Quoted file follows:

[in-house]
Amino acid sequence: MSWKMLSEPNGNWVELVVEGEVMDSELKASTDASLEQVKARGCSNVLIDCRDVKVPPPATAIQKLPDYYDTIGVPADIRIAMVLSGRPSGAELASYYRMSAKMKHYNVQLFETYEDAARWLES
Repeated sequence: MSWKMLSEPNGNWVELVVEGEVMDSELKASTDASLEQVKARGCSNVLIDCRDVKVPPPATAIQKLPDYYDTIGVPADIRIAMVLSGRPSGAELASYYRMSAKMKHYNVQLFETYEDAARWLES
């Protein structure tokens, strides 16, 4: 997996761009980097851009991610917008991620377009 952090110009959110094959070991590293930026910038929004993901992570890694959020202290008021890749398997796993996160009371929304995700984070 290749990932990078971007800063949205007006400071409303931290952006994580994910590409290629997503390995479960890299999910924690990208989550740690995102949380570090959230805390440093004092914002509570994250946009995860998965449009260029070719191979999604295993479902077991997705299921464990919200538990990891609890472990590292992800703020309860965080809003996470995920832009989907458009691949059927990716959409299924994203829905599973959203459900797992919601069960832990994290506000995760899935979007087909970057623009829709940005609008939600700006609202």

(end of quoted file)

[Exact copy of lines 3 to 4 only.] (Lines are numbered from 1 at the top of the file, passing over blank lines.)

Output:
Repeated sequence: MSWKMLSEPNGNWVELVVEGEVMDSELKASTDASLEQVKARGCSNVLIDCRDVKVPPPATAIQKLPDYYDTIGVPADIRIAMVLSGRPSGAELASYYRMSAKMKHYNVQLFETYEDAARWLES
């Protein structure tokens, strides 16, 4: 997996761009980097851009991610917008991620377009 952090110009959110094959070991590293930026910038929004993901992570890694959020202290008021890749398997796993996160009371929304995700984070 290749990932990078971007800063949205007006400071409303931290952006994580994910590409290629997503390995479960890299999910924690990208989550740690995102949380570090959230805390440093004092914002509570994250946009995860998965449009260029070719191979999604295993479902077991997705299921464990919200538990990891609890472990590292992800703020309860965080809003996470995920832009989907458009691949059927990716959409299924994203829905599973959203459900797992919601069960832990994290506000995760899935979007087909970057623009829709940005609008939600700006609202």